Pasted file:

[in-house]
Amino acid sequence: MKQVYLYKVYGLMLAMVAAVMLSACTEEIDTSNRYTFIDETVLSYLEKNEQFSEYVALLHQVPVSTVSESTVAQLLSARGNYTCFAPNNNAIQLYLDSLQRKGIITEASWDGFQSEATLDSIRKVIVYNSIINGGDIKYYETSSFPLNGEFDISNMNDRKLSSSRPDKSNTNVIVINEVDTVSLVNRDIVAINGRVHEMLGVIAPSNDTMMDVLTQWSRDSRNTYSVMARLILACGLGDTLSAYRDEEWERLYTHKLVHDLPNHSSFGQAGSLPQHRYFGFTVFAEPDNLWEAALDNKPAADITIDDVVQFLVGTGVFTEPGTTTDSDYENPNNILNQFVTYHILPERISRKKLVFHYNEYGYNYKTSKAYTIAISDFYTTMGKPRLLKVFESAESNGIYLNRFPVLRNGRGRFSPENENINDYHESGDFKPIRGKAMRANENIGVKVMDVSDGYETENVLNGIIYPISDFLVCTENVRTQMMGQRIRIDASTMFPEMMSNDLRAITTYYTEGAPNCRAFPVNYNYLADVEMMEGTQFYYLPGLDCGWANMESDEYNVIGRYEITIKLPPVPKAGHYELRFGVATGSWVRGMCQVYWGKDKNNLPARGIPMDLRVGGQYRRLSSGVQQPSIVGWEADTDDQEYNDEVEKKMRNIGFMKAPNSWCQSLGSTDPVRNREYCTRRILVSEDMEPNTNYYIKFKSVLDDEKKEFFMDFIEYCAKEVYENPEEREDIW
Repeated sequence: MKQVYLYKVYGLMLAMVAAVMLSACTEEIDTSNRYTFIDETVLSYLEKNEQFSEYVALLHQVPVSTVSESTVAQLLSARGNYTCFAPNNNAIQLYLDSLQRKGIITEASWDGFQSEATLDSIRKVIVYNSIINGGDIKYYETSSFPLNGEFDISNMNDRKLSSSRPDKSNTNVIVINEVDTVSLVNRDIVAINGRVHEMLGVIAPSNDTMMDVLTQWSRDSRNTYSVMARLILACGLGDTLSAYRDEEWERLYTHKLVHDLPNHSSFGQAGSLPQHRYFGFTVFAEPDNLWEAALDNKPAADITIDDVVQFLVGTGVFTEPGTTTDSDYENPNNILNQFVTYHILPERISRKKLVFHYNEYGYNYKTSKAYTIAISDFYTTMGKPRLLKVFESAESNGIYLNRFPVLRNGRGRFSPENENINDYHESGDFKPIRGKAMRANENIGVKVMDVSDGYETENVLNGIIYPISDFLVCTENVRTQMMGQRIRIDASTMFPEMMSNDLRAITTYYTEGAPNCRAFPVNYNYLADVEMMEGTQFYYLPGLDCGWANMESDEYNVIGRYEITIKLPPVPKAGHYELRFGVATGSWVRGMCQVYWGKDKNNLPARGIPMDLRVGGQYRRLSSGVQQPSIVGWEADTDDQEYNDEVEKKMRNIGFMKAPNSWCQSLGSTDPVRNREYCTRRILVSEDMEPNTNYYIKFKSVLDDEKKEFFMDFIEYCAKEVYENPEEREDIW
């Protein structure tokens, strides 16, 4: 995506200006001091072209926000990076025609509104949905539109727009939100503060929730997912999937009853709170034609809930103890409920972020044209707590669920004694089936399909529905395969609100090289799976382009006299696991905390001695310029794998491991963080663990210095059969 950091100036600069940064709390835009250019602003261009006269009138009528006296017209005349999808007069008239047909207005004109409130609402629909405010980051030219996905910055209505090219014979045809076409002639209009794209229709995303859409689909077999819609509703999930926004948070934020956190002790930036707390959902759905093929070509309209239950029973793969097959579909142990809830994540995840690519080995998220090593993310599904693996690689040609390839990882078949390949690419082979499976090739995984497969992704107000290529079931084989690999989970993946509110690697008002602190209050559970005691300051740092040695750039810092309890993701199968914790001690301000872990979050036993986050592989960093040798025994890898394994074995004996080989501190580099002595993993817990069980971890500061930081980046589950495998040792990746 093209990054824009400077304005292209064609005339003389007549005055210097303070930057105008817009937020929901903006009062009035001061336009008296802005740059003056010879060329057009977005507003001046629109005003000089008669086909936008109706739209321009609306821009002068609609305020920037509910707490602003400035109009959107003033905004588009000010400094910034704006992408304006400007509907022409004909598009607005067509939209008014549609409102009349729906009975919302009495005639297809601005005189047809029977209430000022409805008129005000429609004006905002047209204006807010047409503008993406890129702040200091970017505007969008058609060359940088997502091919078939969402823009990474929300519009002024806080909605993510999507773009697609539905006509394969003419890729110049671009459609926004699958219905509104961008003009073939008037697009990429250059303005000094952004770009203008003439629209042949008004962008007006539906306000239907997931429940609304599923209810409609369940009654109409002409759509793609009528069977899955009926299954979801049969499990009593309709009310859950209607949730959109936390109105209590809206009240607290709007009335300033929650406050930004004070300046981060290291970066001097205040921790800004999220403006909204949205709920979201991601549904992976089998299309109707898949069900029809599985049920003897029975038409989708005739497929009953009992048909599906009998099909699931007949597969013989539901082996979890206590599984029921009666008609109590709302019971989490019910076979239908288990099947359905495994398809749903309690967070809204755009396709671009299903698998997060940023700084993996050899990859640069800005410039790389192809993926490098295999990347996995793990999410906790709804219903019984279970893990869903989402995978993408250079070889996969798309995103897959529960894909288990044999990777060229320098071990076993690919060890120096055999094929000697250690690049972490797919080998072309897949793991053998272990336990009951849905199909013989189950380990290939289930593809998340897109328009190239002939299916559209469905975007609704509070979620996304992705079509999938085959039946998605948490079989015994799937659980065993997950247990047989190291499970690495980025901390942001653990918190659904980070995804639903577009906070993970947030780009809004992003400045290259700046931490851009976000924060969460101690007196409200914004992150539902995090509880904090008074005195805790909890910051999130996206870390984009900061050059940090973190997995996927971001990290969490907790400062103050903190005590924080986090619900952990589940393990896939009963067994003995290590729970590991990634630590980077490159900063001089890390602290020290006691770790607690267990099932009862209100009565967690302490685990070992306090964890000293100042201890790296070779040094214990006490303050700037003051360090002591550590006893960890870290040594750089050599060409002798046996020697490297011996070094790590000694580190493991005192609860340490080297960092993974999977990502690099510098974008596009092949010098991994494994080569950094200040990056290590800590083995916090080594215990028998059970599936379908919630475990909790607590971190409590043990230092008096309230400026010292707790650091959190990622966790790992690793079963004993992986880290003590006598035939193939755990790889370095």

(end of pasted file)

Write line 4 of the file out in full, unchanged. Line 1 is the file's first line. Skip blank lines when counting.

């Protein structure tokens, strides 16, 4: 995506200006001091072209926000990076025609509104949905539109727009939100503060929730997912999937009853709170034609809930103890409920972020044209707590669920004694089936399909529905395969609100090289799976382009006299696991905390001695310029794998491991963080663990210095059969 950091100036600069940064709390835009250019602003261009006269009138009528006296017209005349999808007069008239047909207005004109409130609402629909405010980051030219996905910055209505090219014979045809076409002639209009794209229709995303859409689909077999819609509703999930926004948070934020956190002790930036707390959902759905093929070509309209239950029973793969097959579909142990809830994540995840690519080995998220090593993310599904693996690689040609390839990882078949390949690419082979499976090739995984497969992704107000290529079931084989690999989970993946509110690697008002602190209050559970005691300051740092040695750039810092309890993701199968914790001690301000872990979050036993986050592989960093040798025994890898394994074995004996080989501190580099002595993993817990069980971890500061930081980046589950495998040792990746 093209990054824009400077304005292209064609005339003389007549005055210097303070930057105008817009937020929901903006009062009035001061336009008296802005740059003056010879060329057009977005507003001046629109005003000089008669086909936008109706739209321009609306821009002068609609305020920037509910707490602003400035109009959107003033905004588009000010400094910034704006992408304006400007509907022409004909598009607005067509939209008014549609409102009349729906009975919302009495005639297809601005005189047809029977209430000022409805008129005000429609004006905002047209204006807010047409503008993406890129702040200091970017505007969008058609060359940088997502091919078939969402823009990474929300519009002024806080909605993510999507773009697609539905006509394969003419890729110049671009459609926004699958219905509104961008003009073939008037697009990429250059303005000094952004770009203008003439629209042949008004962008007006539906306000239907997931429940609304599923209810409609369940009654109409002409759509793609009528069977899955009926299954979801049969499990009593309709009310859950209607949730959109936390109105209590809206009240607290709007009335300033929650406050930004004070300046981060290291970066001097205040921790800004999220403006909204949205709920979201991601549904992976089998299309109707898949069900029809599985049920003897029975038409989708005739497929009953009992048909599906009998099909699931007949597969013989539901082996979890206590599984029921009666008609109590709302019971989490019910076979239908288990099947359905495994398809749903309690967070809204755009396709671009299903698998997060940023700084993996050899990859640069800005410039790389192809993926490098295999990347996995793990999410906790709804219903019984279970893990869903989402995978993408250079070889996969798309995103897959529960894909288990044999990777060229320098071990076993690919060890120096055999094929000697250690690049972490797919080998072309897949793991053998272990336990009951849905199909013989189950380990290939289930593809998340897109328009190239002939299916559209469905975007609704509070979620996304992705079509999938085959039946998605948490079989015994799937659980065993997950247990047989190291499970690495980025901390942001653990918190659904980070995804639903577009906070993970947030780009809004992003400045290259700046931490851009976000924060969460101690007196409200914004992150539902995090509880904090008074005195805790909890910051999130996206870390984009900061050059940090973190997995996927971001990290969490907790400062103050903190005590924080986090619900952990589940393990896939009963067994003995290590729970590991990634630590980077490159900063001089890390602290020290006691770790607690267990099932009862209100009565967690302490685990070992306090964890000293100042201890790296070779040094214990006490303050700037003051360090002591550590006893960890870290040594750089050599060409002798046996020697490297011996070094790590000694580190493991005192609860340490080297960092993974999977990502690099510098974008596009092949010098991994494994080569950094200040990056290590800590083995916090080594215990028998059970599936379908919630475990909790607590971190409590043990230092008096309230400026010292707790650091959190990622966790790992690793079963004993992986880290003590006598035939193939755990790889370095």